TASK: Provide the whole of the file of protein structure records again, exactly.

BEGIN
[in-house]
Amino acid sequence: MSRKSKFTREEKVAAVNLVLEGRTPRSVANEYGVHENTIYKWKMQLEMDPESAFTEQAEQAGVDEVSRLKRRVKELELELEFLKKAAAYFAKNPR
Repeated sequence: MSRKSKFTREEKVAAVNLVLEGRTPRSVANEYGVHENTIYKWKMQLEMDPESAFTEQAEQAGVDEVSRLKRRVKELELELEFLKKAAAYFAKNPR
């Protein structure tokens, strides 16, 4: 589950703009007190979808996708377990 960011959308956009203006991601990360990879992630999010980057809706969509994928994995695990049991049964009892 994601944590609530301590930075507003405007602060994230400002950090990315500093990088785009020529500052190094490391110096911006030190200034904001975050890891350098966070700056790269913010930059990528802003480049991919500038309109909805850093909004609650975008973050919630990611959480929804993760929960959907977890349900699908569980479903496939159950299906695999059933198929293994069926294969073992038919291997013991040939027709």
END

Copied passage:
[in-house]
Amino acid sequence: MSRKSKFTREEKVAAVNLVLEGRTPRSVANEYGVHENTIYKWKMQLEMDPESAFTEQAEQAGVDEVSRLKRRVKELELELEFLKKAAAYFAKNPR
Repeated sequence: MSRKSKFTREEKVAAVNLVLEGRTPRSVANEYGVHENTIYKWKMQLEMDPESAFTEQAEQAGVDEVSRLKRRVKELELELEFLKKAAAYFAKNPR
């Protein structure tokens, strides 16, 4: 589950703009007190979808996708377990 960011959308956009203006991601990360990879992630999010980057809706969509994928994995695990049991049964009892 994601944590609530301590930075507003405007602060994230400002950090990315500093990088785009020529500052190094490391110096911006030190200034904001975050890891350098966070700056790269913010930059990528802003480049991919500038309109909805850093909004609650975008973050919630990611959480929804993760929960959907977890349900699908569980479903496939159950299906695999059933198929293994069926294969073992038919291997013991040939027709």